Bush Administration Proposes Cut in Veteran Benefits - page 3

It seems that our President has given his blessing, no he specifically gave his approval, to cut benefits to veterans, increase the out of pocket cost some veterans pay for their meds, cut... Read More

  1. by   SmilingBluEyes
    And don't get me started on Gulf War Syndromes....yes I know people affected personally who have been told in the past it was "all in their heads". Some fine care.
  2. by   kmchugh
    Quote from MedicalMT1
    Kevin, you stated in a previous post..."However if tomorrow I develop appendicitis I can go to the VA". How simple you make that sound.
    Because it is simple. I can go to the VA. If there is an opening that would allow me to have my surgery there, I could. If however, there is no opening, I would be sent for treatment to a local hospital. Since the condition was not service related, the VA might not pay for the surgery. Again, the VA does not exist to provide free medical care for life for all veterans. It exists to provide care for veterans with service connected disabilities. If, after the provision of such care, there is space available for veterans needing care for non-service related conditions, they will provide it. However, they are under no obligation to provide such care.

    As to the care you received in the VA, it sounds as if the condition WAS treated by the VA. Then, when the condition flared up again, you chose not to return to the VA for treatment. Whether or not the initial treatment provided by the VA was competent is irrelevant. Treatment was provided. You chose not to return for follow up care. As I wrote before, I could and have written bucketfuls here about substandard care offered by the VA.

    The VA created "Fee Basis" for veterans who have to have "not preauthorized care" aka, vets that have to have emergency surgeries etc etc. I did not create this law they did. Therefore yes, veterans experiencing emergency care are entitled.
    Ah, but you are missing two important parts of "fee basis." One, receipt of fee basis care assumes there is space available for the veteran. Two, "fee basis" means that the veteran will pay for the care received.

    In reference to your knee problem, I am very curious as to how you sustained this problem. The reason I am asking is because I know a veteran (worked with him on 2 assignments) who is also getting disability. He had bilateral knee surgery and a right ankle repair, which occured on active duty, "service related"...let me tell you what happened....he busted his knees playing basketball, and his ankle playing softball!!!!!!!!! while on active duty. His statements, not mine. Isnt that wonderful?
    Obviously you are fishing. I don't really care for your insinuation here, but I will answer your question. Before I do, however, you should understand that how a condition for anyone else became service connected is absolutely NO BUSINESS OF YOURS WHATSOEVER. The fact is that the injuries were incurred while on active duty.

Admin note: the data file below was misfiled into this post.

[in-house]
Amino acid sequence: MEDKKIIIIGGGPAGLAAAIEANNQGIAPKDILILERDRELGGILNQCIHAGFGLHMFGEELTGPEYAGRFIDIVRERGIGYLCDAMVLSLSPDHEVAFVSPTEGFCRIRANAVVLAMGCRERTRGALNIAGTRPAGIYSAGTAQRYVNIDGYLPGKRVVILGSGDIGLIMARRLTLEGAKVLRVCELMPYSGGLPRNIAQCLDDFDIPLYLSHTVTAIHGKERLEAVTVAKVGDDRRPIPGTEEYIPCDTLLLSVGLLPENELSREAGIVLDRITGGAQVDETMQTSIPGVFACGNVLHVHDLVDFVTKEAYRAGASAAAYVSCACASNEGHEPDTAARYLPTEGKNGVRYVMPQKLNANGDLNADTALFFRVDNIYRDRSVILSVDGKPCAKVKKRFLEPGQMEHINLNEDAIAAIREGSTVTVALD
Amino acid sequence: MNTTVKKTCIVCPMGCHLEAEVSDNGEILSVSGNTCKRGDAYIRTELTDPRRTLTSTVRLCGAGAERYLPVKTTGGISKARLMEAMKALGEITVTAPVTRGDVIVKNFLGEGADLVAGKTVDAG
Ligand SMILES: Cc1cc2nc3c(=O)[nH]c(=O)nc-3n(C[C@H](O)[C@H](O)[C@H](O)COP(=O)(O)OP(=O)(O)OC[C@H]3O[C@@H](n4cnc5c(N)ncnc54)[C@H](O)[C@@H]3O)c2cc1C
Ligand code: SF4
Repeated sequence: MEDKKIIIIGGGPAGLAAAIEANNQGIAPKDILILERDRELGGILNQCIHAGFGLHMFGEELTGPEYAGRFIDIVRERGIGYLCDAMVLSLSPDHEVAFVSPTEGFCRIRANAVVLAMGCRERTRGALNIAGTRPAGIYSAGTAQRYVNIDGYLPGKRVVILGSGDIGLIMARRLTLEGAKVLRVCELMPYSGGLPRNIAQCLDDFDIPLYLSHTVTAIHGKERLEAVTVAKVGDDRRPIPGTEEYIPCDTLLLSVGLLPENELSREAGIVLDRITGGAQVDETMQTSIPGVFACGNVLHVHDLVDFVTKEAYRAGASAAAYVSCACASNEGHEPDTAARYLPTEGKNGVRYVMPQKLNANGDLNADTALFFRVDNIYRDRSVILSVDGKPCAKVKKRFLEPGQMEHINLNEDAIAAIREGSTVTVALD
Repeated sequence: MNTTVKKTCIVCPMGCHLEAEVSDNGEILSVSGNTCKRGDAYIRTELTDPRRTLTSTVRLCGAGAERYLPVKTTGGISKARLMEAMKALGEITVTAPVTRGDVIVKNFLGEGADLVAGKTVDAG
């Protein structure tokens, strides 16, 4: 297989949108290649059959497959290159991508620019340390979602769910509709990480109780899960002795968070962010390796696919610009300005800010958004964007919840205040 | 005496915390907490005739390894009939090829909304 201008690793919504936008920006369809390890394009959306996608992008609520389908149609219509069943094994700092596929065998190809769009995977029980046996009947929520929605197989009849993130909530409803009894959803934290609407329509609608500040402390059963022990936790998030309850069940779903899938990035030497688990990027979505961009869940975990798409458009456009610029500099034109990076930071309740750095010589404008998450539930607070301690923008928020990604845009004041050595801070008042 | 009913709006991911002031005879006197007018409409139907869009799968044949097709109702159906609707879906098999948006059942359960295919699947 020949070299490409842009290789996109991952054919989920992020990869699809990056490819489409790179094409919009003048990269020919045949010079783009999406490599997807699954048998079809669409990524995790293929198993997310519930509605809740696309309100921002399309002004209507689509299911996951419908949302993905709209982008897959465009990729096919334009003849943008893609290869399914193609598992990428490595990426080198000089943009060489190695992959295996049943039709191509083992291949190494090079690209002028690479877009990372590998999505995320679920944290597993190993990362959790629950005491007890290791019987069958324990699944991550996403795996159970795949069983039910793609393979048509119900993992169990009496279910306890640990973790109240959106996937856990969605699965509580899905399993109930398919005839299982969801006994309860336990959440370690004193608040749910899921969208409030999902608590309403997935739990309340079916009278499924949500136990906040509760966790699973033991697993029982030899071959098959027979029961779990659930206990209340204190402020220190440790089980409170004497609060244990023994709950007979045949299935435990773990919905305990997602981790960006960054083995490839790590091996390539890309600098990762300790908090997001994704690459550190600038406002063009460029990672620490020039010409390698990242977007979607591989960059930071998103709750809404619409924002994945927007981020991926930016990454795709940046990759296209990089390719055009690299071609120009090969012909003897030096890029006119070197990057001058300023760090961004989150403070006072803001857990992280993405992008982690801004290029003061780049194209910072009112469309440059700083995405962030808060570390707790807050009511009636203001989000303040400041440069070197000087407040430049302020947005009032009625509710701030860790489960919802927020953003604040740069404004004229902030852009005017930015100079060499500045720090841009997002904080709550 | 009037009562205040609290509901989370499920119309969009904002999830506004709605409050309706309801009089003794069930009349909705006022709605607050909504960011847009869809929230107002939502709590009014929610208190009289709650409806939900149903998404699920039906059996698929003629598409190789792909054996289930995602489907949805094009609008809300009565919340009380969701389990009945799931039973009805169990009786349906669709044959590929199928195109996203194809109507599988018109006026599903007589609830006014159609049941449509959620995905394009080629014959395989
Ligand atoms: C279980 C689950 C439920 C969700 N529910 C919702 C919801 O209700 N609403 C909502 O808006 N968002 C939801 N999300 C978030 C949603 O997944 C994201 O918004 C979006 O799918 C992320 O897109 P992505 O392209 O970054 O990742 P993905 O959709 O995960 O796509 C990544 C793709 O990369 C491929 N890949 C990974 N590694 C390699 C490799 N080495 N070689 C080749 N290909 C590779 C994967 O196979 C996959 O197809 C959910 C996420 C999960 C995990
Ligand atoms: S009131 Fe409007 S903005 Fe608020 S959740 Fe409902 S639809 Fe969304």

In my case, the knee condition is due to a series of injuries, beginning with a bad fall from the lateral drift apparatus at the US Army Airborne School, at Fort Benning, GA. The last injury was incurred in Saudi Arabia after being deployed for operation Desert Shield.

    By the way, I have a dx of post traumatic stress disorder, shouldnt I be getting disability?
    Unlike you, I won't insult you by insinuating that you might not deserve a disability rating for your PTSD. That's between you and the VA. However, if the condition does become rated as a service connected condition, then you deserve free treatment for that condition for life.

    Kevin McHugh
  3. by   James Huffman
    Quote from MedicalMT1
    Charity care turned me down, so I called my senators office. They are a great help but the VA treat you like dirt. They talk to you like you are abother to them. The clerk at Fee basis office told me the other day "I will be so glad when your case is over". They dont like it now because heat is on them due to Senators office being involved.
    You have found out one of the best uses for your hard-working senators and members of congress. :chuckle

    I encourage people to give these people something to occupy their hours. When you have a problem in dealing with any federal agency, call your senators and member of congress as Maria did.

    Of course, they won't take care of it personally, but a staff member will call the agency you're having problems with: "Hello? I'm John Doe, with Sen. Smith's office. We have a constituent who's having a problem with your agency," and very, very likely, it will be taken care of. Of course, the agency won't like it that you have made these calls, but too bad. Call them anyway.

    If you're not sure who your senators are (there are 2 of them) and member of congress (1 of those) call your local public library. They will ask for your address, and they can tell you who to call, and probably give you the phone number, too. It works.

    Jim Huffman, RN
  4. by   hypnotic_nurse
    Quote from James Huffman
    You have found out one of the best uses for your hard-working senators and members of congress. :chuckle

    I encourage people to give these people something to occupy their hours. When you have a problem in dealing with any federal agency, call your senators and member of congress as Maria did.

    It works.

    Jim Huffman, RN
    Not in Oklahoma; unfortunately the one time my dad needed help, they all declined, even though a simple phone call was all that was needed. And a special "boo" to Nickles, who (at least at that time) had the rudest staff in the universe.